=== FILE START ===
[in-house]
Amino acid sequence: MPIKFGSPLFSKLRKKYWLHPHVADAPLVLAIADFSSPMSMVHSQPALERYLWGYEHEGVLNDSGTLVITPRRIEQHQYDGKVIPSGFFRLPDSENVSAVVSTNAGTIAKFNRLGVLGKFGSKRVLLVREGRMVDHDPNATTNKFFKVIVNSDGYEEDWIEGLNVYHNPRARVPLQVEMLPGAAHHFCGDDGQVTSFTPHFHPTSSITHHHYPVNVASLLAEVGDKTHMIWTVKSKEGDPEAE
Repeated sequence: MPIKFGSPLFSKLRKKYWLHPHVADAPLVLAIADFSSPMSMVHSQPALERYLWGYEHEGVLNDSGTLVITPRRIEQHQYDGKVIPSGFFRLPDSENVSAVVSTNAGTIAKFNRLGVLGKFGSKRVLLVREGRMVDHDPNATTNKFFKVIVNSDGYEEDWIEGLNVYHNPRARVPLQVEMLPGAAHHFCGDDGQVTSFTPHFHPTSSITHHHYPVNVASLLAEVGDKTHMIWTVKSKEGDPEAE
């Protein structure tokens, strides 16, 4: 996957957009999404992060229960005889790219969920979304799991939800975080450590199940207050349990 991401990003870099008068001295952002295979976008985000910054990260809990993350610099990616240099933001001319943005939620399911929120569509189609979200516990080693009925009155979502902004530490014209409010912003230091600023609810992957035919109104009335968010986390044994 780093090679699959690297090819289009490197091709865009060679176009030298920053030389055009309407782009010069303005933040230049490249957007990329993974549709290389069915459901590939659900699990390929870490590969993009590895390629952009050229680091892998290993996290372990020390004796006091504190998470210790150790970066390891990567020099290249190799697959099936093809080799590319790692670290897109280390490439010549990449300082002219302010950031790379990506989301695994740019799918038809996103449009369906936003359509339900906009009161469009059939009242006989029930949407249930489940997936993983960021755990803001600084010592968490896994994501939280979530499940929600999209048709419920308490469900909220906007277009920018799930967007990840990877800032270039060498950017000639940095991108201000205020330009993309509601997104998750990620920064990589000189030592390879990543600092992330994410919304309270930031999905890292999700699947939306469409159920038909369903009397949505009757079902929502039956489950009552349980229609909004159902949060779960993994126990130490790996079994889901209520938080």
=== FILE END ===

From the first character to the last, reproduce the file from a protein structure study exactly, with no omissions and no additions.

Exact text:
[in-house]
Amino acid sequence: MPIKFGSPLFSKLRKKYWLHPHVADAPLVLAIADFSSPMSMVHSQPALERYLWGYEHEGVLNDSGTLVITPRRIEQHQYDGKVIPSGFFRLPDSENVSAVVSTNAGTIAKFNRLGVLGKFGSKRVLLVREGRMVDHDPNATTNKFFKVIVNSDGYEEDWIEGLNVYHNPRARVPLQVEMLPGAAHHFCGDDGQVTSFTPHFHPTSSITHHHYPVNVASLLAEVGDKTHMIWTVKSKEGDPEAE
Repeated sequence: MPIKFGSPLFSKLRKKYWLHPHVADAPLVLAIADFSSPMSMVHSQPALERYLWGYEHEGVLNDSGTLVITPRRIEQHQYDGKVIPSGFFRLPDSENVSAVVSTNAGTIAKFNRLGVLGKFGSKRVLLVREGRMVDHDPNATTNKFFKVIVNSDGYEEDWIEGLNVYHNPRARVPLQVEMLPGAAHHFCGDDGQVTSFTPHFHPTSSITHHHYPVNVASLLAEVGDKTHMIWTVKSKEGDPEAE
């Protein structure tokens, strides 16, 4: 996957957009999404992060229960005889790219969920979304799991939800975080450590199940207050349990 991401990003870099008068001295952002295979976008985000910054990260809990993350610099990616240099933001001319943005939620399911929120569509189609979200516990080693009925009155979502902004530490014209409010912003230091600023609810992957035919109104009335968010986390044994 780093090679699959690297090819289009490197091709865009060679176009030298920053030389055009309407782009010069303005933040230049490249957007990329993974549709290389069915459901590939659900699990390929870490590969993009590895390629952009050229680091892998290993996290372990020390004796006091504190998470210790150790970066390891990567020099290249190799697959099936093809080799590319790692670290897109280390490439010549990449300082002219302010950031790379990506989301695994740019799918038809996103449009369906936003359509339900906009009161469009059939009242006989029930949407249930489940997936993983960021755990803001600084010592968490896994994501939280979530499940929600999209048709419920308490469900909220906007277009920018799930967007990840990877800032270039060498950017000639940095991108201000205020330009993309509601997104998750990620920064990589000189030592390879990543600092992330994410919304309270930031999905890292999700699947939306469409159920038909369903009397949505009757079902929502039956489950009552349980229609909004159902949060779960993994126990130490790996079994889901209520938080």